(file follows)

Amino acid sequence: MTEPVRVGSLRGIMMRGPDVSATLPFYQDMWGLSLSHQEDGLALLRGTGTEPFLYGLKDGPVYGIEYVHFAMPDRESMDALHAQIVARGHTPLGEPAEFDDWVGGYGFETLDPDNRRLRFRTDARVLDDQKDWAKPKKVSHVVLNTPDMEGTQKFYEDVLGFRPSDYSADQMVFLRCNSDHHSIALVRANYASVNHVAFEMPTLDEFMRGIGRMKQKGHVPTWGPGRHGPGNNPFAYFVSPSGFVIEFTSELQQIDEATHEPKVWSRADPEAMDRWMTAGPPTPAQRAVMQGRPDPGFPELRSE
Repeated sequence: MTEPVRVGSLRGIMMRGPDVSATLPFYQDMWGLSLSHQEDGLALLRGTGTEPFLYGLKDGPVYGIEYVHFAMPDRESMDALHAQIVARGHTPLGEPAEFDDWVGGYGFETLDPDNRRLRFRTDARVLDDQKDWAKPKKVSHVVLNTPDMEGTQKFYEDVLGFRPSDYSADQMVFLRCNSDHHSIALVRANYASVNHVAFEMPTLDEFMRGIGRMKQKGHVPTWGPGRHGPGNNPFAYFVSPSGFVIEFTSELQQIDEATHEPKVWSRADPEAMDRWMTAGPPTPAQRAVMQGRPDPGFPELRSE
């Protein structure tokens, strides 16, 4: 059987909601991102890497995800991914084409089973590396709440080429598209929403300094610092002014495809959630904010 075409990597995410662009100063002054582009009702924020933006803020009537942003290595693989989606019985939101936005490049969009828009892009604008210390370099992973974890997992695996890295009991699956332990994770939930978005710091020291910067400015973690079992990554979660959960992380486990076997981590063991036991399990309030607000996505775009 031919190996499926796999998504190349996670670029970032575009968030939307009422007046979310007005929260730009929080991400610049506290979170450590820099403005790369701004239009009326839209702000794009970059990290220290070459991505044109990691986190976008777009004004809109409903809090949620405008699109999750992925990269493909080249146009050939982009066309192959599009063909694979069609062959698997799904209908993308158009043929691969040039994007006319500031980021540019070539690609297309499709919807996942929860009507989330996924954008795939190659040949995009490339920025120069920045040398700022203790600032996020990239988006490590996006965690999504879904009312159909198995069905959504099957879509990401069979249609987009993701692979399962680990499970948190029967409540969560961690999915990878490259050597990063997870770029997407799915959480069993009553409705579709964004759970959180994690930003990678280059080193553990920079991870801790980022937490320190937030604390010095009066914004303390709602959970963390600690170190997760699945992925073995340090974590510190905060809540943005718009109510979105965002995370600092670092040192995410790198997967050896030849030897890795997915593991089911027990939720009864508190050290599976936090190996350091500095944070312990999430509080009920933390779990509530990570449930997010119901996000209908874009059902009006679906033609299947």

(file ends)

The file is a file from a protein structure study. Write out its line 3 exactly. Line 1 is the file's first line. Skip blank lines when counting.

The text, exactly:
């Protein structure tokens, strides 16, 4: 059987909601991102890497995800991914084409089973590396709440080429598209929403300094610092002014495809959630904010 075409990597995410662009100063002054582009009702924020933006803020009537942003290595693989989606019985939101936005490049969009828009892009604008210390370099992973974890997992695996890295009991699956332990994770939930978005710091020291910067400015973690079992990554979660959960992380486990076997981590063991036991399990309030607000996505775009 031919190996499926796999998504190349996670670029970032575009968030939307009422007046979310007005929260730009929080991400610049506290979170450590820099403005790369701004239009009326839209702000794009970059990290220290070459991505044109990691986190976008777009004004809109409903809090949620405008699109999750992925990269493909080249146009050939982009066309192959599009063909694979069609062959698997799904209908993308158009043929691969040039994007006319500031980021540019070539690609297309499709919807996942929860009507989330996924954008795939190659040949995009490339920025120069920045040398700022203790600032996020990239988006490590996006965690999504879904009312159909198995069905959504099957879509990401069979249609987009993701692979399962680990499970948190029967409540969560961690999915990878490259050597990063997870770029997407799915959480069993009553409705579709964004759970959180994690930003990678280059080193553990920079991870801790980022937490320190937030604390010095009066914004303390709602959970963390600690170190997760699945992925073995340090974590510190905060809540943005718009109510979105965002995370600092670092040192995410790198997967050896030849030897890795997915593991089911027990939720009864508190050290599976936090190996350091500095944070312990999430509080009920933390779990509530990570449930997010119901996000209908874009059902009006679906033609299947």